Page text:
It’s not automation of jobs we should be worried about, but accessibility of AI tech
In 1965, the co-founder of Intel published a paper observing an odd phenomenon. Every year, the number of components per Integrated Circuit seemed to double. This meant circuits were getting smaller and cheaper, while compute was getting faster. In the decades to come, this trend was going to be the cornerstone of the technological revolution.
Four years later later, in 1969, a team funded by the US Department of Defense started working on inter-networking multiple networks to create a single larger network. In 1990 this project led to the creation of what we today call the Internet, and the communications revolution was born.
In 2012, a dramatic breakthrough in the ImageNet challenge improved the field of computer vision by a massive margin of performance. This leap in performance was premised upon the technological revolution (2012 was the first time GPUs were used in ImageNet) and the communications revolution (decades-long international collaboration on machine learning research). This victory for the computer vision community was soon to translate into performance improvements in natural language processing, generative tasks, audio processing, and multiple other tasks.
In 2018, we’re still coming to grips with the enormous potential of machine learning. We’re learning what it means for the future of programming, and in the process discovering a new paradigm of software. Developing ML-intensive software demands an altogether different workflow, a novel stack of techniques & practices. Andrej Karpathy, Director of AI at Tesla, puts it best.
“Neural networks are not just another classifier, they represent the beginning of a fundamental shift in how we write software. They are Software 2.0.”
Jeff Dean, a giant of the field and currently the head of AI at Google, believes that deep learning is transforming the landscape for systems engineering. In his SysML 2018 keynote talk, he notes:
Deep Learning is transforming how we design computers.
Machine learning algorithms are performing better than experts at their narrowly-defined tasks, and the labour market is naturally concerned about automation. When deep learning performs better than cardiologists at reading EKGs, at-par with human radiologists in detecting pneumonia, and almost as good as humans at recognizing conversational speech, the concerns of a drastic shifts in both education and employment of human resource seem legitimate, the “future of work” seems in disarray and no job seems too safe from disruption.
But these views over automation and consequent job loss are myopic. They don’t take into account the new jobs being created due to these technological advancements. The new paradigm puts optimization at the centre of programming, and this means tweaking hyperparameters, designing a representative loss function, ensuring clean accurate data, and checking for fairness. All this is a fundamental departure from the way traditional programmers work and think. No wonder Forbes thinks the field of Artificial Intelligence is seriously unerstaffed, and AI expertise are in huge demand.
The problem isn’t automation, it’s inequal access to the benefits of technological advancement.
Perhaps the best evidence we have against the need to be worried about loss of jobs from automation is the trend of labour productivity (output of goods & services per hour of labour) and productivity growth (labour productivity over time) of the US economy over the last 50 years. While the former has steadily increased, the latter is in decline. In fact, productivity growth has gone down drastically across the world. Perhaps the most startling implication of this is that while technology is making our individual lives better, it’s not having a big impact on the productivity growth of the labour market. This makes a lot of sense, if we think about the way handheld devices have affected lives and individual productivity over the past decade. The work we do, our productivity, it has improved. But today we have more work, not less. So loss of jobs are not the biggest of our problems.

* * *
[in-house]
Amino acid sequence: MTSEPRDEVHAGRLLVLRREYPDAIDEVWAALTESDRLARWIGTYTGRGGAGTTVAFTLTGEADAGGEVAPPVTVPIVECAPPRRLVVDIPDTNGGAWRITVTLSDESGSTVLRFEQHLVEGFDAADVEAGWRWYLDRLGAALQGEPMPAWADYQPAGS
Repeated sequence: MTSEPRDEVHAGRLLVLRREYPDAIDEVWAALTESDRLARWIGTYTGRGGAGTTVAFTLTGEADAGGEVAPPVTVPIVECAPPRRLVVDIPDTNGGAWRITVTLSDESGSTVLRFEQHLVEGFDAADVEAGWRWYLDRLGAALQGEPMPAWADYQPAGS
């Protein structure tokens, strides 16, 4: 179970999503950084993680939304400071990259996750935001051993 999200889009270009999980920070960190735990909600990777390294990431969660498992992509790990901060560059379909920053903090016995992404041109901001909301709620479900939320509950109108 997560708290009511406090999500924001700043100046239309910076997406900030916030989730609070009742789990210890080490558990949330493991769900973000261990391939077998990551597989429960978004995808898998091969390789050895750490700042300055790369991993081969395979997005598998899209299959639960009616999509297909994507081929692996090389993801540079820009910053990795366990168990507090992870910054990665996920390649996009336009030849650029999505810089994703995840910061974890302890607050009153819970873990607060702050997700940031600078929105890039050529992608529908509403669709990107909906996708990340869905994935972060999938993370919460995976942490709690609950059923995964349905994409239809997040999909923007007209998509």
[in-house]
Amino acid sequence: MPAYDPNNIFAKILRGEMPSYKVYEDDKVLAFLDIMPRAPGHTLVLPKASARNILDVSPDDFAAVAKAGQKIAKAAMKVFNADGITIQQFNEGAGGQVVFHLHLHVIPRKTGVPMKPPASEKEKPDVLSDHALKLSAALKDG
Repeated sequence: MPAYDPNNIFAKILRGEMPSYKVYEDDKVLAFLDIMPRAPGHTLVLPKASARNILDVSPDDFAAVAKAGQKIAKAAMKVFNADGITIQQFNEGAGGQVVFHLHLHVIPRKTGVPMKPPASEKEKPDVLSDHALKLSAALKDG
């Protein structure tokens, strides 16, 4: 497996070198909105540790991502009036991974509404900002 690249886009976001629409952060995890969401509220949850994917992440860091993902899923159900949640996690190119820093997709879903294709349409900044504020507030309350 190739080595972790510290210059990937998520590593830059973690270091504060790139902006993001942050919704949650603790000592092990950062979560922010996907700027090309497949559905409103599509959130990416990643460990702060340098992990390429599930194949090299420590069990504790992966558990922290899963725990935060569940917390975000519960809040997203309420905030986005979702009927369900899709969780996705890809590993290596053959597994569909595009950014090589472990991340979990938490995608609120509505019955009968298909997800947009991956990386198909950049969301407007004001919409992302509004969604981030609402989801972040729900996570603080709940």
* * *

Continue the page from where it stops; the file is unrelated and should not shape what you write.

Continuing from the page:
On the other hand, the thing that’s worrying is the income of the average US household. The more we advance technologically, the more the benefits seem to concentrate in the uppermost 20% of this population. We see all a rise in labour productivity, but the truth is the benefits of this rise hasn’t been broadly shared. A naive way to think about it is to note that the upper 20% has the existing capital to actually enforce and utilize these new technological innovations to personal profit. This leads to a strong compounding effect that makes technology a means for the rich to get richer, and the poor to stay stagnant. This is the Access Problem that AI faces today. To put it in a few words:
AI & Automation threaten to widen the social and economic mobility gap in American Society, simply because the lower classes don’t have access to the education and technology they need to get be part of the new workforce.
NimbleBox is a cloud platform that aims to bring AI to the masses. It allows users to rent GPUs cheaper than any other platform, and has features which make building AI projects an intuitive experience even for beginners. The education-focussed approach Nimblebox takes to solving this problem is essential to in enabling access for new-comers to AI, as well as soon easing deployment for experienced users.
Armed with intuitive UX and a responsive support team, NimbleBox aims to democratize AI. We’re here to help each and everyone achieve their AI goals faster and better. We believe artificial technology is a definitive moment in the history of software, and making sure we share the benefits of this advancement in an inclusive and shared manner is a collective responsibility.
This is our mission.
And we hope you’ll join us at NimbleBox.ai
Source: Deep Learning on Medium